In the 1950s, the Oldsmobile Rocket V8 engine made it one of the fastest cars on the market, and its styling reflected the country’s new obsession with rockets and jet propulsion.

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The Wolfsonian–FIU, Gift of T. W. Pietsch III, facilitated by Frederic A. Sharf

Founded in 1899, Buick was one of the oldest American brand of internal combustion automobiles; in 1908, it became the basis of the General Motors Corporation.

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The Wolfsonian–FIU, Mitchell Wolfson, Jr. Collection

Buick continued to dominate the market for upscale automobiles just below the Cadillac division.

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The Wolfsonian–FIU, Mitchell Wolfson, Jr. Collection

Named for the French colonial explorer and founder of Detroit, the Cadillac Motor Car was founded in 1902, but was bought out and became a division of General Motors in 1909. The Cadillac won acclaim for its fine precision engineering, luxury style, and finishes built for an upper-class customer base.

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The Wolfsonian–FIU, Gift of T. W. Pietsch III, facilitated by Frederic A. Sharf

Though sales suffered during the depression years, it rebounded in 1940 and continued to do well after the Second World War.

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The Wolfsonian–FIU, Gift of T. W. Pietsch III, facilitated by Frederic A. Sharf

Even the Ford Motor Company that Henry Ford was determined to produce for a mass market began selling a luxurious Lincoln brand beginning in 1917 for an elite clientele.

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The Wolfsonian–FIU, Mitchell Wolfson, Jr. Collection

In the interwar years, the Ford Motor Car Company produced a line of automobiles for the luxury market in Europe and even adopted sexually suggestive advertising geared for the French market.

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The Wolfsonian–FIU, Mitchell Wolfson, Jr. Collection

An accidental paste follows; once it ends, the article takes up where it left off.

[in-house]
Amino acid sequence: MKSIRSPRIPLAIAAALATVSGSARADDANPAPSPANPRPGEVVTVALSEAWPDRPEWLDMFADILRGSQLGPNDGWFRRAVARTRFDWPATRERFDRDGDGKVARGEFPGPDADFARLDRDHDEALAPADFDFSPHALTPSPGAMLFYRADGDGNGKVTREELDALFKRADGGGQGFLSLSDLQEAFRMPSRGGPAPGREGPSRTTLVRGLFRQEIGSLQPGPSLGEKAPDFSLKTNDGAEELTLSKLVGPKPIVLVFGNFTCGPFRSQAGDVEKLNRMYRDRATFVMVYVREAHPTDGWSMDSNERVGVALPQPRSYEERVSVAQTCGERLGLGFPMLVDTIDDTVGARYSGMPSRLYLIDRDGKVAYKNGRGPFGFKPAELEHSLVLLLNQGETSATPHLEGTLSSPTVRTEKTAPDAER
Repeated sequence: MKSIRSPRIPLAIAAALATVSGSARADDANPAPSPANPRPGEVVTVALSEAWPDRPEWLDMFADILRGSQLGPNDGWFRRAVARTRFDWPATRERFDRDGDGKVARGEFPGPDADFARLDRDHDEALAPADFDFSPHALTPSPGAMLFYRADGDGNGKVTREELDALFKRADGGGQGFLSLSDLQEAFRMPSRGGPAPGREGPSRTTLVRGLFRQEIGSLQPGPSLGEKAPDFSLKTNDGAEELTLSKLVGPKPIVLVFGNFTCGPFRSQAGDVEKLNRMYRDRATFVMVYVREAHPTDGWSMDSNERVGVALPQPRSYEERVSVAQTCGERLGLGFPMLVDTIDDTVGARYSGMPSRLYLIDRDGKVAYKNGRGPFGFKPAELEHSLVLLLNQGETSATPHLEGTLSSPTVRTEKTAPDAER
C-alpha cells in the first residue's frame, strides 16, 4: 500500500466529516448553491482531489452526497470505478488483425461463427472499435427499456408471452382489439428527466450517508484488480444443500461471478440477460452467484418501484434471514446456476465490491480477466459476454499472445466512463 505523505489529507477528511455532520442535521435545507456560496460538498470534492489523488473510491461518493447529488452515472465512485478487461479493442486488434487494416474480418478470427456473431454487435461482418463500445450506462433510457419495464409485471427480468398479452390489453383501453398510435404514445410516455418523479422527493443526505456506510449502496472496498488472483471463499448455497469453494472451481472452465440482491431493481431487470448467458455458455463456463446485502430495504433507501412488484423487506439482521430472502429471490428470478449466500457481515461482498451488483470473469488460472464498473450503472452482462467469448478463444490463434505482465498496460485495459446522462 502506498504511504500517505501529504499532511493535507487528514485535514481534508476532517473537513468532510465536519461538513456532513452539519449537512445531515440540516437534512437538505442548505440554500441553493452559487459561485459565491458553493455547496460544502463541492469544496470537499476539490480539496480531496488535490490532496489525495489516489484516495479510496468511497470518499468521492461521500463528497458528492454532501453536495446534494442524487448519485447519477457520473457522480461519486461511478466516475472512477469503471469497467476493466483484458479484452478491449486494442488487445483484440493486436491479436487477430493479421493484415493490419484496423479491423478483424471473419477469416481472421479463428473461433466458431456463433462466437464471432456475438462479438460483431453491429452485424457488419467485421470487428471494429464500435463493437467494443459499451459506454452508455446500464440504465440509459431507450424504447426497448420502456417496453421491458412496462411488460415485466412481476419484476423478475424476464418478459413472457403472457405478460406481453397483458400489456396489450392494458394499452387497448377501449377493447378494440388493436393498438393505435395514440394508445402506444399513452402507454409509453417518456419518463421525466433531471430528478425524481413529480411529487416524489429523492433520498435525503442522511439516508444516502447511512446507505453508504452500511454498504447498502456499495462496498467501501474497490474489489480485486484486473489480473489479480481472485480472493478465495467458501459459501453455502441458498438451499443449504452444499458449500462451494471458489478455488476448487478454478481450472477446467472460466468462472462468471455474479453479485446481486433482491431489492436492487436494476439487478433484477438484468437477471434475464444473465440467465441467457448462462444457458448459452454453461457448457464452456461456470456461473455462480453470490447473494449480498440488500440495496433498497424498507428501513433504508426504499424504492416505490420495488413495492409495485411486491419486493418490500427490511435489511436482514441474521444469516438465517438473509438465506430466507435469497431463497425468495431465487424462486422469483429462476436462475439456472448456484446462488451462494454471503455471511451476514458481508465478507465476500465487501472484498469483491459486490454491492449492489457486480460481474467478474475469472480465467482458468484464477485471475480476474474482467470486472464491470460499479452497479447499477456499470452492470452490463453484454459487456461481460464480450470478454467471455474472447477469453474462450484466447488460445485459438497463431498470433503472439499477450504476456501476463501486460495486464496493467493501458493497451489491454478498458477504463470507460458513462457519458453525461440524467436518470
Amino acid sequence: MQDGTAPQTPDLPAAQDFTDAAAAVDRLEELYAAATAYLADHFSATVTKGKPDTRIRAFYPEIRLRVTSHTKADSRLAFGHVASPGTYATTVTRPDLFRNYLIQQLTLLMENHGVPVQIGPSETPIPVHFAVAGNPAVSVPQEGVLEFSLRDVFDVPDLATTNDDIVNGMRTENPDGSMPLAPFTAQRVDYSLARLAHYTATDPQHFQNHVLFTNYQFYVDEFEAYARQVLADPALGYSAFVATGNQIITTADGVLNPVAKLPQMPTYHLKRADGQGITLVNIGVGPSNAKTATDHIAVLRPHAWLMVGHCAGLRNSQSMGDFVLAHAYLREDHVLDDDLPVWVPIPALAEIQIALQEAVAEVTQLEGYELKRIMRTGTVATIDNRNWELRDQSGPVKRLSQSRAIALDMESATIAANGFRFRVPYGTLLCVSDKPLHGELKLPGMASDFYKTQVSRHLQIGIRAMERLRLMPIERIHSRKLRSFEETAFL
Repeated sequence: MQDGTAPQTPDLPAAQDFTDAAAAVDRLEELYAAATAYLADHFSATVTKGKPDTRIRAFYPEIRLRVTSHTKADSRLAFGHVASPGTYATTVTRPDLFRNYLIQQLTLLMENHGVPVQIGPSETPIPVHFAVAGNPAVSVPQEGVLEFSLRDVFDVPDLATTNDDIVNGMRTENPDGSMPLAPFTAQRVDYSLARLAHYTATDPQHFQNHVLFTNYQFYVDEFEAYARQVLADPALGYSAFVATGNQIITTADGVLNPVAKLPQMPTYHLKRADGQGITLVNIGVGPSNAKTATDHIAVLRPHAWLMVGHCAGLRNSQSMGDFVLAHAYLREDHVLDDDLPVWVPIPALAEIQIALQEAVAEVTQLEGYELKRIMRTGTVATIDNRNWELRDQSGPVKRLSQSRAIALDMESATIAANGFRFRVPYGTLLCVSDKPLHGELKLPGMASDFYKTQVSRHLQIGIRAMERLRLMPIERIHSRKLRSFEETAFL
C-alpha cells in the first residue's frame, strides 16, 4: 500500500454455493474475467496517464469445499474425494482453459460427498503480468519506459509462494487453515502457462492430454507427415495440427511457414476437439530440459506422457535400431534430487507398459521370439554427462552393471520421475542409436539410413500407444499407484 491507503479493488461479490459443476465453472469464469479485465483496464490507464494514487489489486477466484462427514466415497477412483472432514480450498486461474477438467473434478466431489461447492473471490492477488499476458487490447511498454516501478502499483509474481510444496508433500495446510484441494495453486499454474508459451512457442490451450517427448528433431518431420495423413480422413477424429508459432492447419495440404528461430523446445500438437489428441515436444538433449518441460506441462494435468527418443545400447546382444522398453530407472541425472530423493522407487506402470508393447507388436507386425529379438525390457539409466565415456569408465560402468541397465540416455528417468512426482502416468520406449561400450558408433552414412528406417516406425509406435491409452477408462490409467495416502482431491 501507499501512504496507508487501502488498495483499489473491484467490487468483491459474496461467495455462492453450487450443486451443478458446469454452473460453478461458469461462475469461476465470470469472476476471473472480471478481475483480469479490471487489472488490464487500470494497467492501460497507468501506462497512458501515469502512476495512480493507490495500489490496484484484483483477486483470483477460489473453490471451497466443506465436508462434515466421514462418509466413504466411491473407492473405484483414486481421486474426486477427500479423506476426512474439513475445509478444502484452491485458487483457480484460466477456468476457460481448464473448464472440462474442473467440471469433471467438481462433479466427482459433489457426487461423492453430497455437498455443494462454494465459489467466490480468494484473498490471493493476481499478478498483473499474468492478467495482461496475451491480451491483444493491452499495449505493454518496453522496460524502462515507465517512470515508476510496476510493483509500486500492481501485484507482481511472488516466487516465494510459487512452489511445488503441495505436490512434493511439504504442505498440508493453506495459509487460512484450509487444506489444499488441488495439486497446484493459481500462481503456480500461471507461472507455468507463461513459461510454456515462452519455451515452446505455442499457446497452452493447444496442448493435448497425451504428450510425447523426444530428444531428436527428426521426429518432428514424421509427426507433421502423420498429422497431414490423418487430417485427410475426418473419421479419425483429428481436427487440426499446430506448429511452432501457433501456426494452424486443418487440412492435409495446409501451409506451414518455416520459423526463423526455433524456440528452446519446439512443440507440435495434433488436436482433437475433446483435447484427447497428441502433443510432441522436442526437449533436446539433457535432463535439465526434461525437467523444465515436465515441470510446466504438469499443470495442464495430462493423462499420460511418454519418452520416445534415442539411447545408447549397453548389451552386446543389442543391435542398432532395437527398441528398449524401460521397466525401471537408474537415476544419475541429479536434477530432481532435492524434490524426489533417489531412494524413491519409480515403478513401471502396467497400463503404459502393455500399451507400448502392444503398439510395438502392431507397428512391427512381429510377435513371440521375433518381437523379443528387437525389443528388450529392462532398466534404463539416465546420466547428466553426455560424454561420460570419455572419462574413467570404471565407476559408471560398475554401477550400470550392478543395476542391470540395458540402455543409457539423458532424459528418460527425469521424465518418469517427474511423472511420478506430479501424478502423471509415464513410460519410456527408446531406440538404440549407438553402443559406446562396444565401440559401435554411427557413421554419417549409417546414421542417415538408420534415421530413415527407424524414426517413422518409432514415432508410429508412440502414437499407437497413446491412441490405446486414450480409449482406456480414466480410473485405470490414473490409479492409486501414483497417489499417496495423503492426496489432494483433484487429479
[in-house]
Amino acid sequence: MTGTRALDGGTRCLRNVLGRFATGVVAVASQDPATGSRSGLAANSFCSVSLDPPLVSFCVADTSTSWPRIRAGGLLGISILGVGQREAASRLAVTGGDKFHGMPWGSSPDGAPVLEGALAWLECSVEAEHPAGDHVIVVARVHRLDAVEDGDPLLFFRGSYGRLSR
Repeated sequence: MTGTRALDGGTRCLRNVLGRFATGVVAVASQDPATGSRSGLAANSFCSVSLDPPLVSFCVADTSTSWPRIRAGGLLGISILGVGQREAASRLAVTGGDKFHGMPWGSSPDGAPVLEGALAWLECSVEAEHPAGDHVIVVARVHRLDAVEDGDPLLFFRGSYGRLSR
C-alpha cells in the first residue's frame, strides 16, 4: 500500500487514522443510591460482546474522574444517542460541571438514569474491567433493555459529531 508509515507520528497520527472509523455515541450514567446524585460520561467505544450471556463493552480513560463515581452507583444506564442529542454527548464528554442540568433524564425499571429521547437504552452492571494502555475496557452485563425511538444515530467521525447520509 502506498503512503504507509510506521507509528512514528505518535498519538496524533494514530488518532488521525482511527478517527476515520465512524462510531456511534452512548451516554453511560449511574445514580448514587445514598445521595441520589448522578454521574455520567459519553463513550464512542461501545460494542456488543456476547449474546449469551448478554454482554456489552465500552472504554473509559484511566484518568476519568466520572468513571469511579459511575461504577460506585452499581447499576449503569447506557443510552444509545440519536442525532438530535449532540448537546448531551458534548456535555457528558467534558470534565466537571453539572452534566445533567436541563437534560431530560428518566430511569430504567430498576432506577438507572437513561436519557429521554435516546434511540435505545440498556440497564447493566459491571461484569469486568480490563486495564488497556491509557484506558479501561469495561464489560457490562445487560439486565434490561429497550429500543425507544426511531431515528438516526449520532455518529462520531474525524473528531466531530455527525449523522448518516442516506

In addition to a wealth of automotive promotional literature, The Wolfsonian’s library also holds an archive of original automobile design sketches by Theodore “Ted” Pietsch II, a donation made by his son and namesake and facilitated by long-term supporter Frederic A. Sharf.

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The Wolfsonian–FIU, Gifts of T. W. Pietsch III, facilitated by Frederic A. Sharf

Ted Pietsch was a prolific designer and submitted sketches for many of the major American automobile companies in the 1930s, 40s, and 50s. Even as domestic automobiles took a backseat to wartime production, Pietsch was sketching out some experimental designs for aerodynamic cars in anticipation of the war’s successful conclusion.

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The Wolfsonian–FIU, Gifts of T. W. Pietsch III, facilitated by Frederic A. Sharf

Over the course of his career, Pietsch made sketches for car exteriors, bumpers, grilles, consoles, and even submitted plans for hood ornaments.

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The Wolfsonian–FIU, Gift of T. W. Pietsch III, facilitated by Frederic A. Sharf

Some of Pietsch’s futuristic designs were adapted and adopted by automotive companies; others seem more likely to appear in some sci-fi thriller or Woody Allen’s comedy Sleeper than on the roads and highways of America anytime soon.

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The Wolfsonian–FIU, Gifts of T. W. Pietsch III, facilitated by Frederic A. Sharf

 

~ by "The Chief" on April 21, 2017.